Today, we explore what is “pink fluffy cloud feeling”, how to cope with it, and what it means for you when you are changing your drinking habits – especially when you decide to quit alcohol. You can watch Laura’s webinar by clicking on the image below.
Pink Cloud Syndrome was first coined by Alcoholics Anonymous but is actually quite a common phenomenon when it comes to behaviour change. It describes the sudden euphoric highs as you begin to feel better and notch up some successes as a result of the change.
For many of us happiness might previously have been suppressed by alcohol, so these feelings can be particularly intense. The feeling might be one of “life is wonderful”, or “I can do anything”, or “quitting drinking was easy, what was all the fuss about?”. Some say that this lasts only a few months, some for a year or two, and others don’t even recall feeling it at all.
I felt it from 3 months in as I volunteered at the Olympics (how could you not!) and marvelled at the fact I was there, fresh at 6am! For 18 months I had what I can only describe as a million little epiphanies.
However, as your body adjusts to your new life of sobriety, rapid changes in mood can scupper your goal. It’s good to feel great (obviously), but when you aren’t feeling good, you’re more likely to seek out whatever remedy it takes to restore the euphoria. The happiness you feel might be superficial, or create unrealistic expectations about the progress you are making.
It is quite common that these extremes in mood, the Pink Fluffy Cloud that creates a feeling of being too high on life, can be a risk to the progress you make.
It might seem strange to claim that there could be anything bad about feeling good. After potentially years of hangovers and alcohol-related comedowns, you feel you deserve to feel great. Giving up alcohol is difficult, you’ve worked hard to deserve the high. Feeling happy itself isn’t dangerous. What is dangerous is feeling complacent or over-confident about your goals. You might forget why you set them in the first place, or conclude that your problems are now over. This could lead to a relapse.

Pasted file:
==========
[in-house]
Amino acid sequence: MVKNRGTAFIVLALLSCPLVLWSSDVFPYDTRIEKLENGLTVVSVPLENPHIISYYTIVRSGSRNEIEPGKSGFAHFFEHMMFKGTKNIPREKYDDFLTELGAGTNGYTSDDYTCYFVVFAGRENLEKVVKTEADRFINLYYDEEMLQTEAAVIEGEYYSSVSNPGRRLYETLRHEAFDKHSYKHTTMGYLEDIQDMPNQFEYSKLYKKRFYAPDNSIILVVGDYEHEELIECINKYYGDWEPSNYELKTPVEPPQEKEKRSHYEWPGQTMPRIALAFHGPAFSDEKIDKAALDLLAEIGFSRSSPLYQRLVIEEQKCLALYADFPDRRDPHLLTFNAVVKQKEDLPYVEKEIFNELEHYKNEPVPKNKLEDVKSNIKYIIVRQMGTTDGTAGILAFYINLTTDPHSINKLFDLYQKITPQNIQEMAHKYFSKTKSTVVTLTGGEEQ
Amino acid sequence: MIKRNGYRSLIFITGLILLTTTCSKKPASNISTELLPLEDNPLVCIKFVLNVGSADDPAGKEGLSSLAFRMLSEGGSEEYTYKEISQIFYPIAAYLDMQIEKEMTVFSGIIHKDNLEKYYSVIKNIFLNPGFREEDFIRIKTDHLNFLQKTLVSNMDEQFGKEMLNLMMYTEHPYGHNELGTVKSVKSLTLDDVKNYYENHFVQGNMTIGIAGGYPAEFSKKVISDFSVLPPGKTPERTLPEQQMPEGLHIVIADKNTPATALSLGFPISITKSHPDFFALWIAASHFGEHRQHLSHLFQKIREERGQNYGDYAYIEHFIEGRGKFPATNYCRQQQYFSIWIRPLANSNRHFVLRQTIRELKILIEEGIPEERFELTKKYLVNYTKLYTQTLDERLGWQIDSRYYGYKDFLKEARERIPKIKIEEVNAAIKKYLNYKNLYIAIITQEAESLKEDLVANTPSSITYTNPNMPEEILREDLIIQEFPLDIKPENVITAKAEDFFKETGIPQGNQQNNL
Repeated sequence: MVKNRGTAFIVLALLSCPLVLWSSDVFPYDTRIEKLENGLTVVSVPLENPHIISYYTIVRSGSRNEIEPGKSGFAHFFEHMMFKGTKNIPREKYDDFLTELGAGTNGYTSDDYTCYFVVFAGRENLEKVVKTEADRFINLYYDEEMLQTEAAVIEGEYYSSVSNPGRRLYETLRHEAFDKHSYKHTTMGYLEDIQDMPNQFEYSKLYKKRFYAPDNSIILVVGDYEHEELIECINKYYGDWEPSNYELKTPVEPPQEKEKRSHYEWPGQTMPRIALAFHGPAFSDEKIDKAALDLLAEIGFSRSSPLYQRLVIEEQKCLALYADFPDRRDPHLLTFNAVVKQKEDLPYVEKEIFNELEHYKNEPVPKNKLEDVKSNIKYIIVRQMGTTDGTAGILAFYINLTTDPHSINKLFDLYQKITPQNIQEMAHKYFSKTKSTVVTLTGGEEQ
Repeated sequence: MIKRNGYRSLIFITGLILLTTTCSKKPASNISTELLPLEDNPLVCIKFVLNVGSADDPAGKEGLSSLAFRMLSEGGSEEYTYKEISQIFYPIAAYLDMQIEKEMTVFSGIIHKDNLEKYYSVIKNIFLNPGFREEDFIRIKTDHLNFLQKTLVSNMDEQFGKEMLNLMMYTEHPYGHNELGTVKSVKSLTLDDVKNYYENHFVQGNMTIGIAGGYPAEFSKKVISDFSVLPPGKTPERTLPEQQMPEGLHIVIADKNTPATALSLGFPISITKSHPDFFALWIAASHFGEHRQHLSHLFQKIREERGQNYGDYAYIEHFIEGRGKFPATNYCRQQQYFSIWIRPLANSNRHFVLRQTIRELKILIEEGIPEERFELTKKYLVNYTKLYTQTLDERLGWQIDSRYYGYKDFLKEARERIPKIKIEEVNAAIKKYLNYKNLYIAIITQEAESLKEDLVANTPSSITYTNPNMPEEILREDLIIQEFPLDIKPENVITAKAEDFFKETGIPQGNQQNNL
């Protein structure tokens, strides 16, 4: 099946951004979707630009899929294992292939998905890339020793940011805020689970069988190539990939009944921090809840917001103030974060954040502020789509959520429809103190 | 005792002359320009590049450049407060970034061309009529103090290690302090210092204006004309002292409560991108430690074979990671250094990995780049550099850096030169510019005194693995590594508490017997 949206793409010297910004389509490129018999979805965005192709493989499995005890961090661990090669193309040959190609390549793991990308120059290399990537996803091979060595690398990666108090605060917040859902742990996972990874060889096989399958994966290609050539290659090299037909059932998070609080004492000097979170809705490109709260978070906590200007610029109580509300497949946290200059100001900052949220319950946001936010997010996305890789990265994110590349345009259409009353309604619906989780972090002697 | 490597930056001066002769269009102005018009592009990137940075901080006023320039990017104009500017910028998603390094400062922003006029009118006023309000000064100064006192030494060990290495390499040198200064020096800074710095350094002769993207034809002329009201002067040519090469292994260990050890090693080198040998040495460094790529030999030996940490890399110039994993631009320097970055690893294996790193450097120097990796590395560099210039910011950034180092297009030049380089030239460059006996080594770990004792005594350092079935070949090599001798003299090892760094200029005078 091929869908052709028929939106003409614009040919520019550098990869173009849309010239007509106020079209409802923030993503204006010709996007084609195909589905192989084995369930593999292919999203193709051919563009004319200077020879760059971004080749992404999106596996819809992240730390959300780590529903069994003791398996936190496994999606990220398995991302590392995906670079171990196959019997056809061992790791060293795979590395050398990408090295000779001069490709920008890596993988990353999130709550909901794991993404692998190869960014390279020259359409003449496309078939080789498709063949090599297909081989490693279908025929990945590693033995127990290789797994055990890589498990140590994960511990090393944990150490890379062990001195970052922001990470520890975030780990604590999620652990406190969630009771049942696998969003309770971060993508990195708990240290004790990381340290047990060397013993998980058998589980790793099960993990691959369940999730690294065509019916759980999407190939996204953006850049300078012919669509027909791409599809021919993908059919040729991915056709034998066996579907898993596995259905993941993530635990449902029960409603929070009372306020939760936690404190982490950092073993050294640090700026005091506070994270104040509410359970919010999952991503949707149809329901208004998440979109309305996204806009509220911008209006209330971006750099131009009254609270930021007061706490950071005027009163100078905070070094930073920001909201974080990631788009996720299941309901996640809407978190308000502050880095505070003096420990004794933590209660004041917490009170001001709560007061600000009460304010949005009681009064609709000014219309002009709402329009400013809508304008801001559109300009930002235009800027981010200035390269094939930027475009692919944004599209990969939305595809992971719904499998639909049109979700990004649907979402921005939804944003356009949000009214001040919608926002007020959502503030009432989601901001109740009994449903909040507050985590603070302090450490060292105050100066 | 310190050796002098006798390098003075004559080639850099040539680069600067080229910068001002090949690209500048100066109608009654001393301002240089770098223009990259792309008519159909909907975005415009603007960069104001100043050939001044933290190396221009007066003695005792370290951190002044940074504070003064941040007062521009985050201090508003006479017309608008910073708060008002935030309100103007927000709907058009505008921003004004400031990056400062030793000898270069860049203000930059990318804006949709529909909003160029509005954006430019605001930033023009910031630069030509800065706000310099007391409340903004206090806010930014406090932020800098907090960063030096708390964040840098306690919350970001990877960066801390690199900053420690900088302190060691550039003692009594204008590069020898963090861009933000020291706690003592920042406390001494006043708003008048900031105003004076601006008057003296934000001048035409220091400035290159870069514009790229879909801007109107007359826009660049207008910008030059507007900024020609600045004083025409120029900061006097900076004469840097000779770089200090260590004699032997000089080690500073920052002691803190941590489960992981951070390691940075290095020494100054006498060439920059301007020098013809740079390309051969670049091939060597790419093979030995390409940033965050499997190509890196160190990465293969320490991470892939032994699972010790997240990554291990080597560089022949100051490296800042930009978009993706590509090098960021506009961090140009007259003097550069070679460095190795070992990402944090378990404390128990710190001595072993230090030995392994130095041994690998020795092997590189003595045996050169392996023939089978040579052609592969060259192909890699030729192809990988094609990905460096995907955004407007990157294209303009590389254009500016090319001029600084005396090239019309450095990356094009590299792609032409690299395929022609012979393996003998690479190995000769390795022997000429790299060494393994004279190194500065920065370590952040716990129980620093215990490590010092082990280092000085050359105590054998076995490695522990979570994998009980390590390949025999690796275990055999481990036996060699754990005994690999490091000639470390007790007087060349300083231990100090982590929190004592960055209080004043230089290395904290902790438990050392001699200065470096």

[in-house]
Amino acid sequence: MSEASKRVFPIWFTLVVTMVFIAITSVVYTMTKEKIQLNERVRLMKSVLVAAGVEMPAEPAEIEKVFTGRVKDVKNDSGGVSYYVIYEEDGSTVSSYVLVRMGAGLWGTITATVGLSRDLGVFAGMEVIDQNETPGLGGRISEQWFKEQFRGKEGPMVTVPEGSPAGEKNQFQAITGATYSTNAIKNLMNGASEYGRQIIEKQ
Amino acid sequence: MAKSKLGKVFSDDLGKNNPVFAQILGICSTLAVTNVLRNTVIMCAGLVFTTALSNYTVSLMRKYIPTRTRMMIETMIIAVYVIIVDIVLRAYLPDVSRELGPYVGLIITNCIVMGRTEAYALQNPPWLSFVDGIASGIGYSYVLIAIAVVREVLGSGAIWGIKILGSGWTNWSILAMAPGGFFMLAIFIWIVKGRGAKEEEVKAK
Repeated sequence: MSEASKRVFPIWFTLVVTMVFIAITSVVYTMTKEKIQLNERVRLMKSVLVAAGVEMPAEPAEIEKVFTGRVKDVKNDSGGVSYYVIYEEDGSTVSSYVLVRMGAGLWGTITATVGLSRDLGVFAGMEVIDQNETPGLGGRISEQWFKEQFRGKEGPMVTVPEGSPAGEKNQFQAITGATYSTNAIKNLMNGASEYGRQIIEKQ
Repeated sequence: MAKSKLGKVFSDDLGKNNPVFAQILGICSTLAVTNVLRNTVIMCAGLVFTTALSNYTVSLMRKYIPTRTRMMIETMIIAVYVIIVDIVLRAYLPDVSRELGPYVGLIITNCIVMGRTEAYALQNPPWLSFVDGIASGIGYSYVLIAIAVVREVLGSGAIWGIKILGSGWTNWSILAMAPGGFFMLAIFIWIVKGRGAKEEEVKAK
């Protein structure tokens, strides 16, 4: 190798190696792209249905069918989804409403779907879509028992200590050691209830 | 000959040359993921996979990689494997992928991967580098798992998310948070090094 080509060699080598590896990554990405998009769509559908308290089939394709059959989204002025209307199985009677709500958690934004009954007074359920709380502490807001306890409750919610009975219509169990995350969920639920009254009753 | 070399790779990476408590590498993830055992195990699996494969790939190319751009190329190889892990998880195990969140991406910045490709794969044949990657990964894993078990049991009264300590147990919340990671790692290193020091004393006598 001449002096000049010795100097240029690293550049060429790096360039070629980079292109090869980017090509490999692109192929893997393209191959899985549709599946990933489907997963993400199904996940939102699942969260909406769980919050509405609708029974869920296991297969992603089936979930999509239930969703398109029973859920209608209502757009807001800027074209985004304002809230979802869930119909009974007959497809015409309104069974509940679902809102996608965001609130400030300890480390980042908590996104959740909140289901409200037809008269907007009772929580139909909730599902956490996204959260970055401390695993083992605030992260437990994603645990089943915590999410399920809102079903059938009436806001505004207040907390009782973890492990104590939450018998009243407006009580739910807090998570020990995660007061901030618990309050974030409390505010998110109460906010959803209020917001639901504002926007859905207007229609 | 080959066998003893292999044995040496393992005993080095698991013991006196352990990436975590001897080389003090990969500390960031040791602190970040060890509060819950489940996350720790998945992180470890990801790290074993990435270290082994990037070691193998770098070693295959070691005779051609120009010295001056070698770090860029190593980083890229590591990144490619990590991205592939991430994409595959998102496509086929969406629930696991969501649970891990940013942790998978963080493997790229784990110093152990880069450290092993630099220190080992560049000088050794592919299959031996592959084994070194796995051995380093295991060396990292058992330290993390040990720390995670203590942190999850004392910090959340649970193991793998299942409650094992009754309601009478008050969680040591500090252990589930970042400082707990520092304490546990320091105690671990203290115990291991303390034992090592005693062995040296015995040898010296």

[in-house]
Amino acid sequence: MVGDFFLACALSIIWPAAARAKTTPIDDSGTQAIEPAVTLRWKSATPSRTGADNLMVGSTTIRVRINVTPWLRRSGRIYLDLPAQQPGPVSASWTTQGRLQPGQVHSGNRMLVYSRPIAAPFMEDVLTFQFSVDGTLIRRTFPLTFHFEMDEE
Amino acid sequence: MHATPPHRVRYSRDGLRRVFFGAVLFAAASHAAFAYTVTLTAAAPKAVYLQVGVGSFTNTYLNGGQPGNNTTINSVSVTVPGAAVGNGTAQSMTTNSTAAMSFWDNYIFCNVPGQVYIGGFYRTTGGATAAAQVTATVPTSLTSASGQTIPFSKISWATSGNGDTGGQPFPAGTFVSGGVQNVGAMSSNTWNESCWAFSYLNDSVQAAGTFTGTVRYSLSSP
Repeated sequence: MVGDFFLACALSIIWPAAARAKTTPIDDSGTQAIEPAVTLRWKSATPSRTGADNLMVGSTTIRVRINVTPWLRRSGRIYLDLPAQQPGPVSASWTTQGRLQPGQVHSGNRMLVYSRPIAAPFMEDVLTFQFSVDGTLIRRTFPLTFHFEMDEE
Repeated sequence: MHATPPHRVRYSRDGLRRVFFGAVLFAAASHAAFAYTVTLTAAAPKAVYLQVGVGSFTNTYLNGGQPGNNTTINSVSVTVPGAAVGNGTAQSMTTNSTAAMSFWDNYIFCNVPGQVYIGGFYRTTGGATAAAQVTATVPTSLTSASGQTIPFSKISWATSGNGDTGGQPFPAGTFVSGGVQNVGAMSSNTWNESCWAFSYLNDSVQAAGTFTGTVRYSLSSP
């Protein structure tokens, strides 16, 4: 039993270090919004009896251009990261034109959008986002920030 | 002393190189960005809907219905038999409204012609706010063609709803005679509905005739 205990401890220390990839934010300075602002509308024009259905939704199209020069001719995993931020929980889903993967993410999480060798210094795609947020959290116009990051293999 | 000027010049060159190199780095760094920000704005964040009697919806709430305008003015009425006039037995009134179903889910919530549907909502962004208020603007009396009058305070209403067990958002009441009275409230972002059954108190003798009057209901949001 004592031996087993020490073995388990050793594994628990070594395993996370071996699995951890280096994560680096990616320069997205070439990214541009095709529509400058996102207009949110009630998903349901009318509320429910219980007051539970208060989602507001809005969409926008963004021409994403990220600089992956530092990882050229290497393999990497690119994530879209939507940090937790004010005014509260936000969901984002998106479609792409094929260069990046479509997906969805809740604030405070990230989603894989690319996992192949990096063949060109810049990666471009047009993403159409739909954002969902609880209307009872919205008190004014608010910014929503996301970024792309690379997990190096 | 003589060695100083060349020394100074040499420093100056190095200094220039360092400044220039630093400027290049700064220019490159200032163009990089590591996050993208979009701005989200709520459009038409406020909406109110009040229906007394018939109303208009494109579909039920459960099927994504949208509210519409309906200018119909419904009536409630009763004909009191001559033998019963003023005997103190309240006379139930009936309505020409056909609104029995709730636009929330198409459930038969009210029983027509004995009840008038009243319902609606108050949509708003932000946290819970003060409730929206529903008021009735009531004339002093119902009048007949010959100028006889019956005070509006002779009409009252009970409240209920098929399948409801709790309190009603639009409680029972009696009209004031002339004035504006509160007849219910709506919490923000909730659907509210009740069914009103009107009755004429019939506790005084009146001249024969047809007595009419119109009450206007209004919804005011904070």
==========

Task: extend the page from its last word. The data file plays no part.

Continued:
There is also the risk that you could become hung up on the pink cloud, and chase the feeling unrealistically. The pink cloud is short-lived in nature. It is caused by the new intensity of everyday feelings rather than genuine long-term happiness. So when the pink cloud ends, it could result in a huge low. And if you relapse, the low will get bigger.
For me the low came after 18 months or so. Work got stressful, I got a chest infection, I had got used to my new relationship – things just began to feel normal!
The danger comes from the fact that when we undergo a big life change, there are moments when we don’t really understand our feelings or why we are feeling them. They bubble up out of nowhere. Sometimes they don’t match how our mind thinks we should be feeling. So overall, they are an unreliable quantifier for how you are doing in life. If you let them dictate your actions, it is likely you will be let down. Better to be prepared to handle random or unfamiliar emotions to keep your progress on track.
One way to cope with the pink fluffy cloud feeling is to enjoy it while it lasts, but accept that it is a short-term part of your long-term goal. It is not true that you should feel good all of the time (see last week’s webinar). And it’s also not true that if you don’t feel good then you must be doing something wrong. There will be highs and lows in your journey, as in life. So it might help to see the pink cloud as part of the bigger picture of your emotions.
Another good defence is remembering why you began your journey in the first place. Although you knew that quitting drinking would probably make you happier in the long term, your main goal was to rid yourself of an addictive and dangerous substance. This is the most important thing. Remembering this will help other concerns pale into insignificance.
Feeling the effects of the pink fluffy cloud doesn’t mean being happy is bad. Just examine the type of happiness, its intensity and why you’re feeling it. Remember why you started this journey, the goals you set and the reasons you set them. That hasn’t changed. Emotions fluctuate naturally, and life isn’t just one straight line. Think about how you felt in the past and how you might feel in the future, rather than being blinded by the present.
Elevations Health says that “feelings are not facts”. Understanding that you do not need to control how emotions move about in your life is one of the greatest defences you can mount in order to defend against the disintegration of your pink cloud. The issue isn’t feeling good, but staying on track.
We are here to help! In your happiest and lowest points.